Category Archives: N&AHP

Basics in scientific writing – a blog and tweetorial

Basics in scientific writing- Do’s and Don’ts in publishing your research

Jos M. Ltour, Ruth Endacott

Keep Calm and Submit your Paper!

Think about the journal choice (comply with guidelines)
Remove distractions

Use equator guidelines early (while writing protocol)

KISS – keep it simple and short

Title

  • keep it short
  • avoid question marks
  • avoid rare abrbeviations

 

Abstract

  • maximize discoverability
  • employ keywords (repeat 2-3 times in natural manner)

 

Introduction

  • short,leading to aim of the study (1-1.5 page is enough)
  • attention-grabbing (get the reader into it)

 

 

Methods:

    • use subheadings
    • settings, study population, intervention, outcomes, analysis
    • do not forget the ethics

 

 

Results

  • this section is called Findings for qualitative studies
  • be clear and objective, do not interpret the results
  • do not overlap textwhich can be read in tables and figures
  • common mistake title of table (always on top of table) and title of figure (always on top of figure)
  • use electronic supplement materials(appendices) if you have a lot of data (long tables>2 pages)
  • give all the data -it contributes to the transparency of the study

 

Discussion

  • you can repeat the aim of your study
  • focus on clinical implications (3 pages enough)
  • be clear, do not blur
  • pick out the most important, striking, overarching results
  • min 3 limitations – a study without limitations is not study
  • try to choose the journal which allows 4.000 -5.000 word count
  • use key messages (what is known, what this paper adds)


Tips

  • do not submit too quickly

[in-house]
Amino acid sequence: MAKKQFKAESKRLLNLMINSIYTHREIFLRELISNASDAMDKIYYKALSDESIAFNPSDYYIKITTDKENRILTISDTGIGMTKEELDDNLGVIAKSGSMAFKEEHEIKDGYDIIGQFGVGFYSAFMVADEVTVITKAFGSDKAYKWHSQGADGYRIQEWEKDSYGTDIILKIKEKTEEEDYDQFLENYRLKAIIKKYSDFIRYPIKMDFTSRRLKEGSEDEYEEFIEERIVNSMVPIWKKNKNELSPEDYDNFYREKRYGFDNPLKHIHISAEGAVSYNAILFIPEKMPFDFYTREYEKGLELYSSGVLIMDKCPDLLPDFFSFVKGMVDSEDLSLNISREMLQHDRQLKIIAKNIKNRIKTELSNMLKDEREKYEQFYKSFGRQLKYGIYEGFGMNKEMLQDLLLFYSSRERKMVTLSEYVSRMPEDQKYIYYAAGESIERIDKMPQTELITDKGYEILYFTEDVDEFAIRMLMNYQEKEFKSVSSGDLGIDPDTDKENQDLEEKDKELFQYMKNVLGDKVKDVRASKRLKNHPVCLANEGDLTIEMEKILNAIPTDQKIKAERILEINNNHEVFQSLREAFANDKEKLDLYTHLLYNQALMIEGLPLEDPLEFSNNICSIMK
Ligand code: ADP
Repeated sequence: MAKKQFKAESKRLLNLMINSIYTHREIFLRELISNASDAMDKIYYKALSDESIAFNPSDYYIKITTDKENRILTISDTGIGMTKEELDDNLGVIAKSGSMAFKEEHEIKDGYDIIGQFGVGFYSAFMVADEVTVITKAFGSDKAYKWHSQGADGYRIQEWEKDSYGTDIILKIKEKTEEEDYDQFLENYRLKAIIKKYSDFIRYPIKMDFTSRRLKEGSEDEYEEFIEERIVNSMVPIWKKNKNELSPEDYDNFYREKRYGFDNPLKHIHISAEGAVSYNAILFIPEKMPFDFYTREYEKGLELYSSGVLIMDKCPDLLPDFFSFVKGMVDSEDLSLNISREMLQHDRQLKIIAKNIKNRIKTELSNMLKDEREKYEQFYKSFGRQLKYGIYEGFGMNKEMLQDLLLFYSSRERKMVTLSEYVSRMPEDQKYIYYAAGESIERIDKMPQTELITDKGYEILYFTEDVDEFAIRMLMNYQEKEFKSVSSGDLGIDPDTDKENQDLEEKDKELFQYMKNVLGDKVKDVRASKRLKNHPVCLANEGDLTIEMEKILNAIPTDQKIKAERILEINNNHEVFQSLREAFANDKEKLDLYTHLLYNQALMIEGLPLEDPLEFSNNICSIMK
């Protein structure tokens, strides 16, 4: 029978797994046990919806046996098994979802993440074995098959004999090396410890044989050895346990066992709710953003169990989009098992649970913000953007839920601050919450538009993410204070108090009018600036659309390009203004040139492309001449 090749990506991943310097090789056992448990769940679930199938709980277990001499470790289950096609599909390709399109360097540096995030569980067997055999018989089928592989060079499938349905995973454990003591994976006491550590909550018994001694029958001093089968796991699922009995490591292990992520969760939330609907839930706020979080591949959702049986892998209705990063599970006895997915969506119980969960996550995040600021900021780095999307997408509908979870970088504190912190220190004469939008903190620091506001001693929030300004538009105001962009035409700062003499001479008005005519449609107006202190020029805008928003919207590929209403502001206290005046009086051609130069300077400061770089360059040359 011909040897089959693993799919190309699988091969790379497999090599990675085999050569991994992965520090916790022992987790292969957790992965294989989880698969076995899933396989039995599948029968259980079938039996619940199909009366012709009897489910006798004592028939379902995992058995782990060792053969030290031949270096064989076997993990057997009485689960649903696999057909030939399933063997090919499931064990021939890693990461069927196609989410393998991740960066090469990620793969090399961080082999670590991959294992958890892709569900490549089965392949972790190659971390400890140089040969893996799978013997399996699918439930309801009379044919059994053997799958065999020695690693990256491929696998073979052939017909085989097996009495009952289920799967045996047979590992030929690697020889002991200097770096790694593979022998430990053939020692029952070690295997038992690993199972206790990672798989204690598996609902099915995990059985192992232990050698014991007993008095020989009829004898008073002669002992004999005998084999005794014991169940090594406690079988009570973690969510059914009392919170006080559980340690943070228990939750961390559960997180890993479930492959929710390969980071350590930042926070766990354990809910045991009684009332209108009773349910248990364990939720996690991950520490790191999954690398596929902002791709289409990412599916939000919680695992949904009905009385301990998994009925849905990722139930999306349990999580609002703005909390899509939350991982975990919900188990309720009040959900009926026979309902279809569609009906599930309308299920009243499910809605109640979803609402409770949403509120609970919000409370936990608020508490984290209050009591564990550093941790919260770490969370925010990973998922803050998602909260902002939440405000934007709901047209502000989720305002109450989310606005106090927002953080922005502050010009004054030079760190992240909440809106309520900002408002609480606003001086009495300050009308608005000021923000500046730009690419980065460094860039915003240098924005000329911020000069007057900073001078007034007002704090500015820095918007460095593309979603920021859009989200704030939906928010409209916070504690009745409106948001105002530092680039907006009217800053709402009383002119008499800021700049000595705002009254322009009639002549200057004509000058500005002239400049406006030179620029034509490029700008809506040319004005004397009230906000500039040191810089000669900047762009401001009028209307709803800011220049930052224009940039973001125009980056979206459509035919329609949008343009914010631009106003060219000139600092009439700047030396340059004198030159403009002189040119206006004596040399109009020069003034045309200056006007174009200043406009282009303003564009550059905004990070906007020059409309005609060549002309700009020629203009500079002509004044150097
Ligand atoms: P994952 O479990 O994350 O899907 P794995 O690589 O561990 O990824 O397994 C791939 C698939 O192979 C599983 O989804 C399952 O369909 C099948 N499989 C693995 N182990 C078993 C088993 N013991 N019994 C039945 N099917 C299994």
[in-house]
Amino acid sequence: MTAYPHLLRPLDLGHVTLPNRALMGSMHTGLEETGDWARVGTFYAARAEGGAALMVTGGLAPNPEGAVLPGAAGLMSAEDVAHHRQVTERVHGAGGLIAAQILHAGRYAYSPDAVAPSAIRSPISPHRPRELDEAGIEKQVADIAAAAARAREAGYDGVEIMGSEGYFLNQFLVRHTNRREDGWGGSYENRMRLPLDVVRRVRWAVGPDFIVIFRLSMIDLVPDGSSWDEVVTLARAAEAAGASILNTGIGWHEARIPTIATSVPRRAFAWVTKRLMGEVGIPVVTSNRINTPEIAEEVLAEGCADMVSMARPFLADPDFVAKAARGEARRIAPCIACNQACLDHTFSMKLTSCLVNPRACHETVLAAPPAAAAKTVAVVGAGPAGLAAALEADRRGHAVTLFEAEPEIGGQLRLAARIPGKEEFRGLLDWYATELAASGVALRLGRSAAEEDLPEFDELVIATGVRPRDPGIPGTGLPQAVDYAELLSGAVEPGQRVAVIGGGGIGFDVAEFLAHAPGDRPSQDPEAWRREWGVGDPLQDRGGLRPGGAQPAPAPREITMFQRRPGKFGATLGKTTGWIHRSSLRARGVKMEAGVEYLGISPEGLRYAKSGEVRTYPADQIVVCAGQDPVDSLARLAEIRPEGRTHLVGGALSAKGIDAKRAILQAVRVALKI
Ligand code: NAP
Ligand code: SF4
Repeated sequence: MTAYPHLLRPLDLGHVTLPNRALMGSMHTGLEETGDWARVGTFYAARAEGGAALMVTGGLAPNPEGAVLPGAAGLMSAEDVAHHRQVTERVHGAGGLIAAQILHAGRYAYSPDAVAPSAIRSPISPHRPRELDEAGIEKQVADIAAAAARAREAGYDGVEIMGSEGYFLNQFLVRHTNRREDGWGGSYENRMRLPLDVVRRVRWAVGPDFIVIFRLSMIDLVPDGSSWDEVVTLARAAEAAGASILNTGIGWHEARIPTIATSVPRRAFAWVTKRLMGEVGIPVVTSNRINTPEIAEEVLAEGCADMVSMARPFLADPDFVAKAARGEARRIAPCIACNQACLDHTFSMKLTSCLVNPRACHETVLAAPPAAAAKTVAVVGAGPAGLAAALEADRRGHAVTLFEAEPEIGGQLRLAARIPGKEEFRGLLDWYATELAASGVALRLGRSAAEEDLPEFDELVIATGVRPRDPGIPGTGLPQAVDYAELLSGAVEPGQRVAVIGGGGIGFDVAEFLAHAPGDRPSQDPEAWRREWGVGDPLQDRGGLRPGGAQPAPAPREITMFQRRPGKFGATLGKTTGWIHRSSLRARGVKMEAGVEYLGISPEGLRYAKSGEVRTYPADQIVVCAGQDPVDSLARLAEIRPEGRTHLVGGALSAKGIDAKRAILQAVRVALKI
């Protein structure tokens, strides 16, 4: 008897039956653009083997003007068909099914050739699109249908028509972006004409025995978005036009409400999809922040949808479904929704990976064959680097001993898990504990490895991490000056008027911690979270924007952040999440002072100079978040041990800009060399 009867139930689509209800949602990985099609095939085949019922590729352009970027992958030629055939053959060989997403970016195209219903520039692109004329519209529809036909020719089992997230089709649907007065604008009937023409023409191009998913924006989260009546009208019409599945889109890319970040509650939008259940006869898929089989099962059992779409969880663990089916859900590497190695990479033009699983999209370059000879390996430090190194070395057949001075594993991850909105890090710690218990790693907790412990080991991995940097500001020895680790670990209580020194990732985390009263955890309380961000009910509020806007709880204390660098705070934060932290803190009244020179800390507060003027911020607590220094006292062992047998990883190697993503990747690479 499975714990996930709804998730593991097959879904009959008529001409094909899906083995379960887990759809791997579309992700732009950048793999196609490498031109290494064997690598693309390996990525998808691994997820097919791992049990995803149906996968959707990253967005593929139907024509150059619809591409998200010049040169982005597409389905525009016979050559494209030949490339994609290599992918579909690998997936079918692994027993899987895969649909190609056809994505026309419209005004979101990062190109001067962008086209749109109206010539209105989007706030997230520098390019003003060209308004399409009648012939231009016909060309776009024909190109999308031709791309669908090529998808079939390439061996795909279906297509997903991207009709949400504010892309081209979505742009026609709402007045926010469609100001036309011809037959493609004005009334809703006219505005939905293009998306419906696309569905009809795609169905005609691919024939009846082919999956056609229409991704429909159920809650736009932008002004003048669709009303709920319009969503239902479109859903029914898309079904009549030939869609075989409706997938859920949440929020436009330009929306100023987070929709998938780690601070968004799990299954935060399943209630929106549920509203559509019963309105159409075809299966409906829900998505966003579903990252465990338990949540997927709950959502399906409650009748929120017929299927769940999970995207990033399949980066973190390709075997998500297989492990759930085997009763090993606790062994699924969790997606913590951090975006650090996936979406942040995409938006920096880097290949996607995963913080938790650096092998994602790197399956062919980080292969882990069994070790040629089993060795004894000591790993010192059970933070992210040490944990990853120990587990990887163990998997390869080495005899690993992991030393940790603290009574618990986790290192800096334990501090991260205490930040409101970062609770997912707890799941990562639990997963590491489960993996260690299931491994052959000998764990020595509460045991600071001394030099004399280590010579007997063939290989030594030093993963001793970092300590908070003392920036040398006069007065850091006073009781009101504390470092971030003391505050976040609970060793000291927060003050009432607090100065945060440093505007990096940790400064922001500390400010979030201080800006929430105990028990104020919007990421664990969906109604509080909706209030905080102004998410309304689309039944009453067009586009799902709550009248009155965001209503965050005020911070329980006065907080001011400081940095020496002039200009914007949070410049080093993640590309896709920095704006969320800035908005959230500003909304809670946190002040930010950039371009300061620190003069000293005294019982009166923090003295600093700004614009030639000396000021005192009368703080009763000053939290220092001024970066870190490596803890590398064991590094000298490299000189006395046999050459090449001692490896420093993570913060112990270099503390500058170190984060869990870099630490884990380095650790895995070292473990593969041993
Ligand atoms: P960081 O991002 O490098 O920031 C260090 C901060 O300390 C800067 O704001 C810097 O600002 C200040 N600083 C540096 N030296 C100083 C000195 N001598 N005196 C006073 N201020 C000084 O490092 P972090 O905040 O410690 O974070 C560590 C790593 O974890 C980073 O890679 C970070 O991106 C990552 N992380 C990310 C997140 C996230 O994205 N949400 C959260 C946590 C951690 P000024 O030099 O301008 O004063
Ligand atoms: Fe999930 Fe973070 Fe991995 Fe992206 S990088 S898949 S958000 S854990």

• read out loud
  • present to co-authors
  • ask a colleague to read it
  • co-authors -only with significant contribution to your work (use acknowledgement section)
  • check references (40% mistake rate) – use a reference manager software
  • plagiarism is an offence (self-plagiarism is unethical)
  • have ready short cover letter (not a long one selling your manuscript)
  • have ready potential reviewer names

 

Final words

 

  • Have a personal reason to write
  • Make writing meaningful
  • Look for inspiration, motivation and support from your colleagues
  • Reward yourself for the sacrifices made
  • Look after your mental health

TWEETORIAL

 

N&AHP Case-based fundamentals: Ethical aspects

By Κατερίνα Ηλιοπούλου, Nikolas Efstathiou (members of the N&AHP committee)

Ethical aspects within decision-making about whether a patient should undertake a significant abdominal operation are intertwined with his/her ICU mobilization plan and psychosocial challenges.

Patients’ views and wishes should be considered in decision-making. Patients and their family need to be appropriately informed about what the outcomes for the patient might be. Autonomy, beneficence, non-maleficence and justice should be integrated with decision-making. Only the patient, having capacity, is to decide what course of actions meet personal perceptions about quality of life.

Patient’s mobilization is based upon several factors, namely, the endotracheal tube tolerance, tolerance to weaning, pain levels. There are cases that the ICU patient may refuse to get mobilized. Therefore, it is important a. the physio team to build rapport with the patient prior to mobilization and b. the healthcare team to keep patients pain-free and to provide reassurance. Discussion about whether and at what extend the operation will affect the patient’s mobility is also essential. Pre-rehabilitation information, including setting realistic expectations with the patient meaningful for his recovery trajectory, should also be provided.

Testimony from a COVID-19 patient from the first wave of the pandemic who developed delirium due to his ICU stay highlighted the need for highly trained and empathetic healthcare providers. The patient has been keeping a personal progress chart helping him to monitor his progress, as his constant fear is that he is performing at a low level due to remaining cognitive deficiencies. He revealed that going back to the ICU was very helpful. He also found of enormous help the support of the outreach team located in his city, Manchester. ICUsteps booklet helped him and his family to get information about what they might experience post ICU. As he was feeling isolated, he reached for help to ICUsteps support group. His ‘take home’ message was that an MDT approach, including collaborative goals for ICU patients experiencing delirium, is imperative.

Check out ICUsteps here